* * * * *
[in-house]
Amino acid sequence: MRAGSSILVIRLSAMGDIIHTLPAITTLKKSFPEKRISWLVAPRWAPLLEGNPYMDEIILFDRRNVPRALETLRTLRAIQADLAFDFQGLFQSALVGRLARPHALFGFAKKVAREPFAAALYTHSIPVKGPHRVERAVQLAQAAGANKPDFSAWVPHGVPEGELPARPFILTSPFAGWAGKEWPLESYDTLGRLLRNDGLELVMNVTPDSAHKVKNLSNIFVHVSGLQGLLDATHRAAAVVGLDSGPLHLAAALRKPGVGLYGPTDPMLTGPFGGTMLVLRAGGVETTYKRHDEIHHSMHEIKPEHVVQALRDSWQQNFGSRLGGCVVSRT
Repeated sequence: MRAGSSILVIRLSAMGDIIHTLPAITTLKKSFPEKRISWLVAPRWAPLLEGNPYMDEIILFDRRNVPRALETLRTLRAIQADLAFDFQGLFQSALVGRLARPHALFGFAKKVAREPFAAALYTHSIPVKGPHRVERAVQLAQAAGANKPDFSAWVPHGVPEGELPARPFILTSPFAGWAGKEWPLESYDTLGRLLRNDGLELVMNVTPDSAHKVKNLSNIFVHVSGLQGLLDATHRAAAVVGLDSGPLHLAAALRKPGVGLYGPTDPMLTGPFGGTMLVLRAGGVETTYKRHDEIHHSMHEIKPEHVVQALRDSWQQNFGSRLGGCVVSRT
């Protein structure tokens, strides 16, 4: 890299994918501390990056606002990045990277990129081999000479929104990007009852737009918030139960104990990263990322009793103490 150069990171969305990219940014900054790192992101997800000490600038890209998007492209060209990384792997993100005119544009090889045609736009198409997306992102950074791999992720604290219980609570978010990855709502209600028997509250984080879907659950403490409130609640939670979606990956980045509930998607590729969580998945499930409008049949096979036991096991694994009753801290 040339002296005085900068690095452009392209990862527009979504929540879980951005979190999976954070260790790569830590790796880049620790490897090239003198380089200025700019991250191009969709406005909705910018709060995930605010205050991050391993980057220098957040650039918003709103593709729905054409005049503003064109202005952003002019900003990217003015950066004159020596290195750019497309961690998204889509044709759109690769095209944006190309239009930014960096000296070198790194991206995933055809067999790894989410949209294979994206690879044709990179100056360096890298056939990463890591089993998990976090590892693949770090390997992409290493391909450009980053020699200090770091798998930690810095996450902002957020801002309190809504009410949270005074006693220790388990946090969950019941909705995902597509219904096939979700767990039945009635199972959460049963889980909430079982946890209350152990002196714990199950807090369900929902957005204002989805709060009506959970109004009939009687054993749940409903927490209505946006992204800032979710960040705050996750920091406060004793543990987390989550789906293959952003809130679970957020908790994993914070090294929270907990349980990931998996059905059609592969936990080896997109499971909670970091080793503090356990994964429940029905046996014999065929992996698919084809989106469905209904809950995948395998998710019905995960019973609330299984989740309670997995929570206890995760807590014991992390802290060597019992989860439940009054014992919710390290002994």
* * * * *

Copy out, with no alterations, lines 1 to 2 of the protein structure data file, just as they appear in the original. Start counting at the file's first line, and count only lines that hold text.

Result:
[in-house]
Amino acid sequence: MRAGSSILVIRLSAMGDIIHTLPAITTLKKSFPEKRISWLVAPRWAPLLEGNPYMDEIILFDRRNVPRALETLRTLRAIQADLAFDFQGLFQSALVGRLARPHALFGFAKKVAREPFAAALYTHSIPVKGPHRVERAVQLAQAAGANKPDFSAWVPHGVPEGELPARPFILTSPFAGWAGKEWPLESYDTLGRLLRNDGLELVMNVTPDSAHKVKNLSNIFVHVSGLQGLLDATHRAAAVVGLDSGPLHLAAALRKPGVGLYGPTDPMLTGPFGGTMLVLRAGGVETTYKRHDEIHHSMHEIKPEHVVQALRDSWQQNFGSRLGGCVVSRT